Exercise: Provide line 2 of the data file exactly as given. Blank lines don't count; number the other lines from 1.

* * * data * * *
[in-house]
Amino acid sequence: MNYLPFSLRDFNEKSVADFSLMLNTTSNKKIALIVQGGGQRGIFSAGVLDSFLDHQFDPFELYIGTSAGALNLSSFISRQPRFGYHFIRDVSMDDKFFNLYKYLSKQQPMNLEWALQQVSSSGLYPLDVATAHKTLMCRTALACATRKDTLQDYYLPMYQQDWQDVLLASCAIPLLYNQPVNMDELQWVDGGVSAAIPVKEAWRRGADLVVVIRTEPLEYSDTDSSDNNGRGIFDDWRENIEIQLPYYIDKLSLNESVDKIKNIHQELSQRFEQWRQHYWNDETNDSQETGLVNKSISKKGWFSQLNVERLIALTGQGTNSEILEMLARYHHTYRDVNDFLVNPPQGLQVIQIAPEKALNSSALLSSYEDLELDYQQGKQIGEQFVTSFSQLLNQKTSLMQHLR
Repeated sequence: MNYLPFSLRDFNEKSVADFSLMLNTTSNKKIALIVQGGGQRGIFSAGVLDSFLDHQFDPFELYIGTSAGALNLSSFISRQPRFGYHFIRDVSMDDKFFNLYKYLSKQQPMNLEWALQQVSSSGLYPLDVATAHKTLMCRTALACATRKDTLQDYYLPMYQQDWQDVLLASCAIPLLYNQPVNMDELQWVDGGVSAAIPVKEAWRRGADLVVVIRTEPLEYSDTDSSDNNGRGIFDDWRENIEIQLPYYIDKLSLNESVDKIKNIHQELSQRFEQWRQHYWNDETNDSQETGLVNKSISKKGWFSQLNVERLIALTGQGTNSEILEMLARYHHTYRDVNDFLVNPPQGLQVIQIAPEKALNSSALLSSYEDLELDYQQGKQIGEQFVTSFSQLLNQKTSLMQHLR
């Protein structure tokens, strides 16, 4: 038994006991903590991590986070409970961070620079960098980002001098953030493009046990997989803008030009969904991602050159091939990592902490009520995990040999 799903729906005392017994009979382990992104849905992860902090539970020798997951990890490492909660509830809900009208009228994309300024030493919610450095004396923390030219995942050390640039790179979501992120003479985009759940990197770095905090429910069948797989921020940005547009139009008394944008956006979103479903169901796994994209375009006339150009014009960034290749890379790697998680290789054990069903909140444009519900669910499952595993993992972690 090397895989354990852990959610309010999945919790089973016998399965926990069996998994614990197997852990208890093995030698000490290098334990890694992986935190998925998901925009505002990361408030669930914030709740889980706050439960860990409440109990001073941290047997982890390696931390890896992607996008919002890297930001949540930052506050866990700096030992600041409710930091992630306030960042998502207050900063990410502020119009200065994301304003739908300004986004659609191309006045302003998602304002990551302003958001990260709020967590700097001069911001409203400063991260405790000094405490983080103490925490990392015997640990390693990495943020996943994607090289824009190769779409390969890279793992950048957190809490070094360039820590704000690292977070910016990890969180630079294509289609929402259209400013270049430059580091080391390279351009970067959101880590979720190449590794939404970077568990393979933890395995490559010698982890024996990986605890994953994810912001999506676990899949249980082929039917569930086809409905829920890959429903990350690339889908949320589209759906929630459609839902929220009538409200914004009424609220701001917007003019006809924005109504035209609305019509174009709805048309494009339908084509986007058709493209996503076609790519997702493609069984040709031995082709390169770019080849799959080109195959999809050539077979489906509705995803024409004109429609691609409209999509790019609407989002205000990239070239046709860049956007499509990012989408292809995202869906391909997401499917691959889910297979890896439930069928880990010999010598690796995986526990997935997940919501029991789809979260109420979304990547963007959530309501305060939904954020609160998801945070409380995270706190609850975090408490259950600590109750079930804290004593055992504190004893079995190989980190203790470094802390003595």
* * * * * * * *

Amino acid sequence: MNYLPFSLRDFNEKSVADFSLMLNTTSNKKIALIVQGGGQRGIFSAGVLDSFLDHQFDPFELYIGTSAGALNLSSFISRQPRFGYHFIRDVSMDDKFFNLYKYLSKQQPMNLEWALQQVSSSGLYPLDVATAHKTLMCRTALACATRKDTLQDYYLPMYQQDWQDVLLASCAIPLLYNQPVNMDELQWVDGGVSAAIPVKEAWRRGADLVVVIRTEPLEYSDTDSSDNNGRGIFDDWRENIEIQLPYYIDKLSLNESVDKIKNIHQELSQRFEQWRQHYWNDETNDSQETGLVNKSISKKGWFSQLNVERLIALTGQGTNSEILEMLARYHHTYRDVNDFLVNPPQGLQVIQIAPEKALNSSALLSSYEDLELDYQQGKQIGEQFVTSFSQLLNQKTSLMQHLR